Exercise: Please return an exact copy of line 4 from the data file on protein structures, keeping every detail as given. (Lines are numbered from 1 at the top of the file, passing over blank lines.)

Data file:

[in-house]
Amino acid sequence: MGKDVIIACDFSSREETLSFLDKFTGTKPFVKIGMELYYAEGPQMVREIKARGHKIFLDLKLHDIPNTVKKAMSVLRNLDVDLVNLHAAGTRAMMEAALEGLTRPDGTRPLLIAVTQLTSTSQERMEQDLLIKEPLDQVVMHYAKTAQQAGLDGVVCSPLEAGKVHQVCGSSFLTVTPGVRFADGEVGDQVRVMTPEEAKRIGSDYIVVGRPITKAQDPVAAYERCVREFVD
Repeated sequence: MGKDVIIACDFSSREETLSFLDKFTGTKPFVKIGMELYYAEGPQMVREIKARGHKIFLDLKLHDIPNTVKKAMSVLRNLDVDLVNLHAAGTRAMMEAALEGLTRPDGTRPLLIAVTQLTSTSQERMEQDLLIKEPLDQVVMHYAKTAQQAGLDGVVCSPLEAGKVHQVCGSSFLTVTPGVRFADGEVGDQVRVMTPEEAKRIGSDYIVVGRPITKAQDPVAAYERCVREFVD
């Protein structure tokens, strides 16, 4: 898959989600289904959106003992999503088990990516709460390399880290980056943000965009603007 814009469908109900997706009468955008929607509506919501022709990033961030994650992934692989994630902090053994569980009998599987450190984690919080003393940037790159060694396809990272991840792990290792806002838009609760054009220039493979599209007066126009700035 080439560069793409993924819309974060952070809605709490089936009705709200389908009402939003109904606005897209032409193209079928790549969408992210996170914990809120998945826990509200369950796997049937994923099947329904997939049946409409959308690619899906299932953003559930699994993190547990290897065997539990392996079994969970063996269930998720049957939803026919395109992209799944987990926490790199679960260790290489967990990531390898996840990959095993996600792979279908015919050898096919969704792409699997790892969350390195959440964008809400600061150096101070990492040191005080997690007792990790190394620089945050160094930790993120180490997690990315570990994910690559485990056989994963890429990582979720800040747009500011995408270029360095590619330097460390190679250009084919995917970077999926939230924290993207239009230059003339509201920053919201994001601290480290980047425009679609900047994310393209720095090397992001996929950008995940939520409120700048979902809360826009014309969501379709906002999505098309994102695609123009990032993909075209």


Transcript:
């Protein structure tokens, strides 16, 4: 898959989600289904959106003992999503088990990516709460390399880290980056943000965009603007 814009469908109900997706009468955008929607509506919501022709990033961030994650992934692989994630902090053994569980009998599987450190984690919080003393940037790159060694396809990272991840792990290792806002838009609760054009220039493979599209007066126009700035 080439560069793409993924819309974060952070809605709490089936009705709200389908009402939003109904606005897209032409193209079928790549969408992210996170914990809120998945826990509200369950796997049937994923099947329904997939049946409409959308690619899906299932953003559930699994993190547990290897065997539990392996079994969970063996269930998720049957939803026919395109992209799944987990926490790199679960260790290489967990990531390898996840990959095993996600792979279908015919050898096919969704792409699997790892969350390195959440964008809400600061150096101070990492040191005080997690007792990790190394620089945050160094930790993120180490997690990315570990994910690559485990056989994963890429990582979720800040747009500011995408270029360095590619330097460390190679250009084919995917970077999926939230924290993207239009230059003339509201920053919201994001601290480290980047425009679609900047994310393209720095090397992001996929950008995940939520409120700048979902809360826009014309969501379709906002999505098309994102695609123009990032993909075209």